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Brain Res Bull. 1989 Apr;22(4):763-9.

Haloperidol given chronically decreases basal dopamine in the prefrontal cortex more than the striatum or nucleus accumbens as simultaneously measured by microdialysis.

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Department of Psychology, Princeton University, NJ 08544-1010.


Simultaneous microdialysis was performed in the prefrontal cortex, striatum, and the caudal region of the nucleus accumbens using implanted guide shafts with removable microdialysis probes. Extracellular dopamine (DA), dihydroxyphenylacetic acid (DOPAC), and homovanillic acid (HVA) were measured in response to acute and chronic haloperidol, an antipsychotic drug. Six rats received haloperidol (0.5 mg/kg, IP) while changes in DA and its metabolites were monitored for six hours. Then the microdialysis probes were removed and daily injections of haloperidol were given for 28 more days. Next the probes were reinserted, and a final haloperidol challenge was given. A control group of six rats was treated the same way but with saline. The first injection of haloperidol increased extracellular DA, DOPAC and HVA proving increased turnover in all three regions. A month later, after chronic treatment, basal DA and its metabolites decreased in just the cortex. DOPAC and HVA also decreased in the cortex and striatum, suggesting a decrease in turnover at these two sites. None of these changes occurred in the accumbens. The last haloperidol challenge after chronic treatment no longer increased extracellular DA in any of the three sites, but increased production of metabolites was still detectable. This suggests a lack of DA responsiveness in all three sites. In summary, chronic haloperidol affected each of the regions differently; DA metabolites decreased in the STR and PFC; basal DA decreased in the PFC.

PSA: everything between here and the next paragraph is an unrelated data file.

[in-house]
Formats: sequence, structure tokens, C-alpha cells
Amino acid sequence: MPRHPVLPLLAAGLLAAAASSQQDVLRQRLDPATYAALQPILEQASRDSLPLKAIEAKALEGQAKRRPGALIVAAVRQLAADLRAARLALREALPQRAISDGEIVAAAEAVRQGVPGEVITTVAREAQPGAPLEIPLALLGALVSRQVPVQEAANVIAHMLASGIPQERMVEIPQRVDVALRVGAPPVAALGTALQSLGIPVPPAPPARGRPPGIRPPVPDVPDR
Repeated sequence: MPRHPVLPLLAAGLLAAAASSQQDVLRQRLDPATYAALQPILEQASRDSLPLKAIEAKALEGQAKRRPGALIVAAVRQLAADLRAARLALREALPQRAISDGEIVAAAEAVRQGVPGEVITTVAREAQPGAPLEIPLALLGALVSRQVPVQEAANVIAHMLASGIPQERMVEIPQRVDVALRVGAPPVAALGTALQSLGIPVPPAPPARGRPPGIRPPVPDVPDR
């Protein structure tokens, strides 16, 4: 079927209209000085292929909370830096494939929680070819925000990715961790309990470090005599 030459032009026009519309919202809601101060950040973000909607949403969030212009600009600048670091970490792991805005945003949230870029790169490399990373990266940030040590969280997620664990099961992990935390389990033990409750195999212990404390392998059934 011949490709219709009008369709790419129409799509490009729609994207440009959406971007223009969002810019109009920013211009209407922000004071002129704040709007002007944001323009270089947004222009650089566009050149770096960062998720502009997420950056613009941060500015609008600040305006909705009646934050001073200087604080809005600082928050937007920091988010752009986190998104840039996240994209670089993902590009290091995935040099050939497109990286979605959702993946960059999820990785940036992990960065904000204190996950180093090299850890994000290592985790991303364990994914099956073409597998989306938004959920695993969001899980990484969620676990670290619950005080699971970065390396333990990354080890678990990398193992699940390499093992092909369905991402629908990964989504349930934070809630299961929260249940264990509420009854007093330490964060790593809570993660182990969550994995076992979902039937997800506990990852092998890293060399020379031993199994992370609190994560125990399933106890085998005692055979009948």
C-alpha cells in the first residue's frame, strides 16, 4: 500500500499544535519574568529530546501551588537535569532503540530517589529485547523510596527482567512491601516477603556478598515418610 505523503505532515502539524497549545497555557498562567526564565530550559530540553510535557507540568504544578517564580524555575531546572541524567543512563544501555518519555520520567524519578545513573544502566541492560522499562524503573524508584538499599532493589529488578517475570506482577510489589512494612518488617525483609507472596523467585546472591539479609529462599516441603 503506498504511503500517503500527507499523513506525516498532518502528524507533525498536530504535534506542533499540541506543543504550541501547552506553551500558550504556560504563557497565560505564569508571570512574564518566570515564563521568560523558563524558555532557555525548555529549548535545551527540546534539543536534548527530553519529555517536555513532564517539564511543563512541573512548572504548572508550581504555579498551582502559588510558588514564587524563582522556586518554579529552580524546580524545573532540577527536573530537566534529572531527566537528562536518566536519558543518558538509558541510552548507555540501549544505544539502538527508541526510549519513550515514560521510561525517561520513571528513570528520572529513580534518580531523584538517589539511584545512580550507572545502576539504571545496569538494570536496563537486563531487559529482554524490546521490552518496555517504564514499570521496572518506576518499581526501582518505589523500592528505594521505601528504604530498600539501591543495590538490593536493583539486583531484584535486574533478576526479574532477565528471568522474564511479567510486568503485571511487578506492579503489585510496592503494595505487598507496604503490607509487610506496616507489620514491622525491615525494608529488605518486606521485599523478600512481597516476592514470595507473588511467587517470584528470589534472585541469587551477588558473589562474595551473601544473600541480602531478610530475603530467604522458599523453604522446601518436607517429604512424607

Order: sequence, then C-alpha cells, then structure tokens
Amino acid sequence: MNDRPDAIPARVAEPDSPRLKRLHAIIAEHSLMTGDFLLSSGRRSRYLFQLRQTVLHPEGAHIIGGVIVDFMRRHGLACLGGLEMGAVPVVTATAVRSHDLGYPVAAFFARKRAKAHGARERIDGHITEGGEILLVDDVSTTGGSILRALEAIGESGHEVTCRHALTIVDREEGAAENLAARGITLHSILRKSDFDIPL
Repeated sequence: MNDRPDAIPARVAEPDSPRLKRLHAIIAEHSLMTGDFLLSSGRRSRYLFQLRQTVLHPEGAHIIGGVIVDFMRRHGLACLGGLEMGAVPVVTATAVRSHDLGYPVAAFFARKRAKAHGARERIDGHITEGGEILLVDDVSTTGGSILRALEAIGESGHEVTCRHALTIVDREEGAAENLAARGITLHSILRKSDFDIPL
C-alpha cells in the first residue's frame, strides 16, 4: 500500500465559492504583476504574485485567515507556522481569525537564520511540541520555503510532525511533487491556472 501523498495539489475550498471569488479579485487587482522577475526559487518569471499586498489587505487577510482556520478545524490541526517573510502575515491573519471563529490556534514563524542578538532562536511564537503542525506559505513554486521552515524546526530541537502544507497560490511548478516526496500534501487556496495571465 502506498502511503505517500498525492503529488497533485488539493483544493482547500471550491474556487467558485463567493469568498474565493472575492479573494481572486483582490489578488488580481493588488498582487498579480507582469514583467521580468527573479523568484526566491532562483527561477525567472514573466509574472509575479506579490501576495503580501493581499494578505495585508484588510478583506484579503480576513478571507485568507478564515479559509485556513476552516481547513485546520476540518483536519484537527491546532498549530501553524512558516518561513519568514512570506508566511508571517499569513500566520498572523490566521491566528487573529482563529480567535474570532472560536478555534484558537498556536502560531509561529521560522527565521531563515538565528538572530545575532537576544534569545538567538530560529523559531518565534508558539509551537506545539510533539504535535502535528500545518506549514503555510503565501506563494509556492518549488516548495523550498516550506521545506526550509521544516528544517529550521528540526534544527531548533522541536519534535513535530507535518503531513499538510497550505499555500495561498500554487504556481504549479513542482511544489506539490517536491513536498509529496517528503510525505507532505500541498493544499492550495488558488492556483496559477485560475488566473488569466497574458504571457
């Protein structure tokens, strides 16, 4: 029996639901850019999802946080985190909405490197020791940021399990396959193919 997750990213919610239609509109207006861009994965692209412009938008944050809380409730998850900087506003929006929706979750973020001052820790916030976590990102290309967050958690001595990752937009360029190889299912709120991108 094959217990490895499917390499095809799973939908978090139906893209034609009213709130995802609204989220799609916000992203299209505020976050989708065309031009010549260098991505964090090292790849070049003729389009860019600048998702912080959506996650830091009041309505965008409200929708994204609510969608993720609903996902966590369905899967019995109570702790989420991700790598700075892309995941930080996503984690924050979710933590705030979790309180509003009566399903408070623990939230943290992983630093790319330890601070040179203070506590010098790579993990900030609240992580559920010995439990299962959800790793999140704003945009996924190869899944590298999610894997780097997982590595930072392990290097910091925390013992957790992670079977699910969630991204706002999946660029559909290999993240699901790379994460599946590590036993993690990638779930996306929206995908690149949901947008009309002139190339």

[Indexed for MEDLINE]

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